With Rogers Communications stock down nearly 12 per cent in the past six months — making it the worst performer among its Canadian peers — at least one analyst says the market seems to have factored in problems facing the Toronto-based company and overblown the potential for Videotron to challenge its wireless business.
CanaccordGenuity analyst Dvai Ghose has replaced its “sell” rating on Rogers with a “hold” but is maintaining his price target for the company at $41 per share. Telus remains his top pick in the sector.
Rogers shares closed Wednesday at $42.01, up 84 cents from the previous close. Ghose issued a “hold” recommendation after the stock closed Tuesday at $41.17, down from $47.53 six months earlier on Jan. 15.
By comparison, shares of comparable Canadian companies are either flat or up over the same period.
Ghose writes that Rogers has an attractive combination of assets — Canada’s largest base of wireless subscribers as well as its cable, Internet and media businesses.
He adds that last week’s results from Calgary-based Shaw Communications and Montreal-based Cogeco Cable Inc. showed that they had slowed the loss of subscribers in the March-May quarter that overlaps the Toronto company’s second quarter ended June 30.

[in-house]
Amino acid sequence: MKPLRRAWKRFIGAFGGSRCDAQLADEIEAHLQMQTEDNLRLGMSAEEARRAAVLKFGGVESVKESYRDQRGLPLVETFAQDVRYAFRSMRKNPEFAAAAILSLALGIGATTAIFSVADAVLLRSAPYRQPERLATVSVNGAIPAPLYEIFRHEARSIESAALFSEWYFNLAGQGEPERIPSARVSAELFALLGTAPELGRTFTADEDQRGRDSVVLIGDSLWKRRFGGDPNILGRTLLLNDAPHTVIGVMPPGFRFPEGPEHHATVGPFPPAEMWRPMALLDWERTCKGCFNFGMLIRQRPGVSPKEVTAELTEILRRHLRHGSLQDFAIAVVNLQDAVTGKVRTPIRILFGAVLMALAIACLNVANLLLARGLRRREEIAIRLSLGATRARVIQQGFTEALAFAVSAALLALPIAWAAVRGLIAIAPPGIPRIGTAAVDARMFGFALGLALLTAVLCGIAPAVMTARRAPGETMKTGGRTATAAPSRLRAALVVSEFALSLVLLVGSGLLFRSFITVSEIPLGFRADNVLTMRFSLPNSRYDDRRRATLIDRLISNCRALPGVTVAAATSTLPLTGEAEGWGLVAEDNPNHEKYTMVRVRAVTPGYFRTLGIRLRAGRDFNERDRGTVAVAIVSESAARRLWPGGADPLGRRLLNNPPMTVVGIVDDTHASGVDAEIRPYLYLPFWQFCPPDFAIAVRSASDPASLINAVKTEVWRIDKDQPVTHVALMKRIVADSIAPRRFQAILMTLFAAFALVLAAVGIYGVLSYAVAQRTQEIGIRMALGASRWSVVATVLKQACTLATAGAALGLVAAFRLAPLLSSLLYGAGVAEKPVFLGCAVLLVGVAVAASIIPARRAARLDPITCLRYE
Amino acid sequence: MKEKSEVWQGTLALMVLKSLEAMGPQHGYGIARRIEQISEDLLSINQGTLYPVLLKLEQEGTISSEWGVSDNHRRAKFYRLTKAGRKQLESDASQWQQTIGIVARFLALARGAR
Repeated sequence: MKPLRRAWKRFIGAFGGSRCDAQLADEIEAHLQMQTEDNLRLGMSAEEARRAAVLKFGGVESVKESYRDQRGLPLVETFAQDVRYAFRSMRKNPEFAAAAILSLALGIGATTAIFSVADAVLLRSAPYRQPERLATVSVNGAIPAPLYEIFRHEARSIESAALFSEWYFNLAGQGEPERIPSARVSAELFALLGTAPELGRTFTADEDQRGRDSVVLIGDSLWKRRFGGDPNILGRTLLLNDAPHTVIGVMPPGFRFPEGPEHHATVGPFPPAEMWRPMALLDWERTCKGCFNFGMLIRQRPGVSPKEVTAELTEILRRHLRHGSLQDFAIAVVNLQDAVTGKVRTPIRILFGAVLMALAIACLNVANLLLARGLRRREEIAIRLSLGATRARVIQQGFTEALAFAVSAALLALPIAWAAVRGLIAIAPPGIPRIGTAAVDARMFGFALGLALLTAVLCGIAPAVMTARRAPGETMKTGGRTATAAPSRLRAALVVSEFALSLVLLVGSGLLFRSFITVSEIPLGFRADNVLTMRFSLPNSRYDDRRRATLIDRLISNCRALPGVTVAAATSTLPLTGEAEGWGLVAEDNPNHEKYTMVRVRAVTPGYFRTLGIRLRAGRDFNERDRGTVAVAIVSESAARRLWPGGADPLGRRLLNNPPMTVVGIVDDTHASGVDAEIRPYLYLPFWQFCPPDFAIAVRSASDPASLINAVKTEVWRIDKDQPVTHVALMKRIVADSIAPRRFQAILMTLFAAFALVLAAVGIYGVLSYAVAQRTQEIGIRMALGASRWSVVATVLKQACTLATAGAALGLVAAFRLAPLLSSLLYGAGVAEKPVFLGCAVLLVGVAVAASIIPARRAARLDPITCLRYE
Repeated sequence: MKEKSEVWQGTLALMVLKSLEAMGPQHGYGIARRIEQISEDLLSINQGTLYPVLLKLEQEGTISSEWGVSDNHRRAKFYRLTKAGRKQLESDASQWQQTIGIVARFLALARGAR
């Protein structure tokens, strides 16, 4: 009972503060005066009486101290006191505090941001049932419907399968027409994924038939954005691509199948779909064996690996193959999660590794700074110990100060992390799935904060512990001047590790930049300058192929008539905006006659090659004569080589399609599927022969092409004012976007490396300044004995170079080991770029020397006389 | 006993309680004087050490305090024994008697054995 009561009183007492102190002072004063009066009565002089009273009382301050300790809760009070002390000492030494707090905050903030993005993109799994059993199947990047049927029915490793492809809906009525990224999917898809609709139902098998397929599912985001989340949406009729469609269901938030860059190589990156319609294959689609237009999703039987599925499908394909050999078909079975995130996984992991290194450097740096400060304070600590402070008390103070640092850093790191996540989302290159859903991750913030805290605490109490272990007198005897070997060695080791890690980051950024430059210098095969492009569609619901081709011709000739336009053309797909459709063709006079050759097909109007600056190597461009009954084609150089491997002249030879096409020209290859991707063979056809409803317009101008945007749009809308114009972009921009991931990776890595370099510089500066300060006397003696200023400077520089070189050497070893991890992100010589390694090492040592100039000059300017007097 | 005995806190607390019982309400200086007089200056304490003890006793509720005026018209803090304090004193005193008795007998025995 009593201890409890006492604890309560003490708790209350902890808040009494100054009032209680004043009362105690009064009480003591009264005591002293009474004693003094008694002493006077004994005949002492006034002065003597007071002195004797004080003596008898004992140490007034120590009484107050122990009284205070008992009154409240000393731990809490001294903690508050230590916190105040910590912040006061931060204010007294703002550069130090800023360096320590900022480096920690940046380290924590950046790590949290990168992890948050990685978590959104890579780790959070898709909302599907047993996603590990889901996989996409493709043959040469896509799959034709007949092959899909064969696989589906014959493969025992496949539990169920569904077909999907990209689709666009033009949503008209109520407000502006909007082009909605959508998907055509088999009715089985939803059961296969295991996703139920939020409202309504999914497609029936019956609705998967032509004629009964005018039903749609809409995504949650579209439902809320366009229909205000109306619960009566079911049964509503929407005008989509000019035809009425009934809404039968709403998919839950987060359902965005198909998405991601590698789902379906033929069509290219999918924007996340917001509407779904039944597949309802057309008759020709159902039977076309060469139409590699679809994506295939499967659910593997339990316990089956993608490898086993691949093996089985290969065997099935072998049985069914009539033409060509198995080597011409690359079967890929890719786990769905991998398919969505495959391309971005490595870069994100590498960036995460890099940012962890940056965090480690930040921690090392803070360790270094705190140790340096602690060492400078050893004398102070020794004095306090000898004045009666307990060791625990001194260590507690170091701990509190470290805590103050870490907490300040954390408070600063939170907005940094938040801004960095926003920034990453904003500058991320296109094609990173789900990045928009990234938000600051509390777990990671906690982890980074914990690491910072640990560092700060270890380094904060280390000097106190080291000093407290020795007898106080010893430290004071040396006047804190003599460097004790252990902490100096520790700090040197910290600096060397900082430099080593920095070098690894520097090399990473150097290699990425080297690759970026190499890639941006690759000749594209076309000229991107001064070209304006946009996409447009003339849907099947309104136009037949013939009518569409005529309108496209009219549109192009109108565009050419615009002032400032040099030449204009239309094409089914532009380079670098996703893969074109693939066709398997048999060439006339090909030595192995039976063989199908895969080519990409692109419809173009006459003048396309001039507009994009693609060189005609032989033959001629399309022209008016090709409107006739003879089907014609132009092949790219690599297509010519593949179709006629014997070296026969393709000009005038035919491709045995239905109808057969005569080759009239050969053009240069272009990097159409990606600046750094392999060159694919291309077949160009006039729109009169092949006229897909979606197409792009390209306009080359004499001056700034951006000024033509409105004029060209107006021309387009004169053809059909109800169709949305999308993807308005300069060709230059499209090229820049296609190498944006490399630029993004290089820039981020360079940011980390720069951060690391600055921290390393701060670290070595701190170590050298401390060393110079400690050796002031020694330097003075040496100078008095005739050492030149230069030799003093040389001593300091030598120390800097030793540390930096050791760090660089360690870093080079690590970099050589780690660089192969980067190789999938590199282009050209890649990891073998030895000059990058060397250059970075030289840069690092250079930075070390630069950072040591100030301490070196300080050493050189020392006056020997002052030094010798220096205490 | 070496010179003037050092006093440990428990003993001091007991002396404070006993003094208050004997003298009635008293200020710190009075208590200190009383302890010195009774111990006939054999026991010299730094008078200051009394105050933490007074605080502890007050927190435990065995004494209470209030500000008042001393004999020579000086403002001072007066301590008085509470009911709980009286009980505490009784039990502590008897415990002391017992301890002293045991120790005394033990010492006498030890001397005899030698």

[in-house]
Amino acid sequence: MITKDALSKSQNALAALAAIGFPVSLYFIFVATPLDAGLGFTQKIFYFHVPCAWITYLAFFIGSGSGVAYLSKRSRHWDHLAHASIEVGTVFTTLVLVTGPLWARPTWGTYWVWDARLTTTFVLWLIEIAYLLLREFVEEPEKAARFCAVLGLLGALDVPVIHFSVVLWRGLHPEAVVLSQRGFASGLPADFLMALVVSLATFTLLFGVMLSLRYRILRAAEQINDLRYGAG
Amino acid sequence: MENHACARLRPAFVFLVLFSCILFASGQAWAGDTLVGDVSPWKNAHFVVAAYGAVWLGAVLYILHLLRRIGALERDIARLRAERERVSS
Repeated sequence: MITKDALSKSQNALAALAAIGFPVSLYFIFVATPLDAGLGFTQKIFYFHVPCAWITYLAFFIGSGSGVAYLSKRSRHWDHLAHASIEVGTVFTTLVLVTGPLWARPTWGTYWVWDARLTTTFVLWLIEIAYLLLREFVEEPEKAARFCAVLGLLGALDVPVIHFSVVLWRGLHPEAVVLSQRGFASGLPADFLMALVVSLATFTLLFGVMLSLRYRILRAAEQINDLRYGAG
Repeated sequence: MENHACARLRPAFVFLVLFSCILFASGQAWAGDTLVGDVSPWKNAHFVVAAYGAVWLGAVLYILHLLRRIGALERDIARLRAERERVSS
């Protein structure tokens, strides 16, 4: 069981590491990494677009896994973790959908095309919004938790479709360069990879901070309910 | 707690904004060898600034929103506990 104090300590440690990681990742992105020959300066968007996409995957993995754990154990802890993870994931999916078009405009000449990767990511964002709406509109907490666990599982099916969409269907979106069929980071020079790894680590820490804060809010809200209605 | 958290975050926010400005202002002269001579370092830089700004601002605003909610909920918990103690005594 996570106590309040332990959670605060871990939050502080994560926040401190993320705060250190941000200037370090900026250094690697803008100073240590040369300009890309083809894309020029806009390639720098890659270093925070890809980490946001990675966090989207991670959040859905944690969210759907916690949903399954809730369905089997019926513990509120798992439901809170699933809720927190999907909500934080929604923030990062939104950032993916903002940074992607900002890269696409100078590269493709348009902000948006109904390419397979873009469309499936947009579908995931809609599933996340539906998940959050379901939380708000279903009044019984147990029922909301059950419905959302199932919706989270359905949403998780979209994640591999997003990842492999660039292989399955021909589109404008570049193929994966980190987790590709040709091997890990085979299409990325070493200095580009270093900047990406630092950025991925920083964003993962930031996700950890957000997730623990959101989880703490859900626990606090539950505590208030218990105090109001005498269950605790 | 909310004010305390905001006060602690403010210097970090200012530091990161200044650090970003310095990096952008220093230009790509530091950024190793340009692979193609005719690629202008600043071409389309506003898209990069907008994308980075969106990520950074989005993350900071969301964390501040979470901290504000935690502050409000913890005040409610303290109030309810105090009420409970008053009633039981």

Moreover, Ghose writes that he thinks there’s been too much credence given to the emergence of a strong fourth wireless carrier to challenge Rogers, along with Telus and Bell.
Quebecor’s Videotron is often mentioned as the most likely candidate to mount a fresh challenge to the Big Three, but Ghose said “there is no guarantee that Videotron will get the regulatory relief or partners required to launch national wireless.”
“We find it hard to take the Videotron threat seriously,” he said.
On the stock market, Quebecor shares are little changed from six months ago, closing Wednesday at $26.09 — up 1.6 per cent from $25.69 at the close on Jan. 16.
BCE closed at $$48.87 (up five per cent from $46.52), Telus at $38.56 (up 2.8 per cent from $37.50), Shaw at $27.68 (up 12 per cent from $24.72) and Cogeco Cable at $61.46 (up 23 per cent from $49.94).
By David Paddon
THE CANADIAN PRESS—TORONTO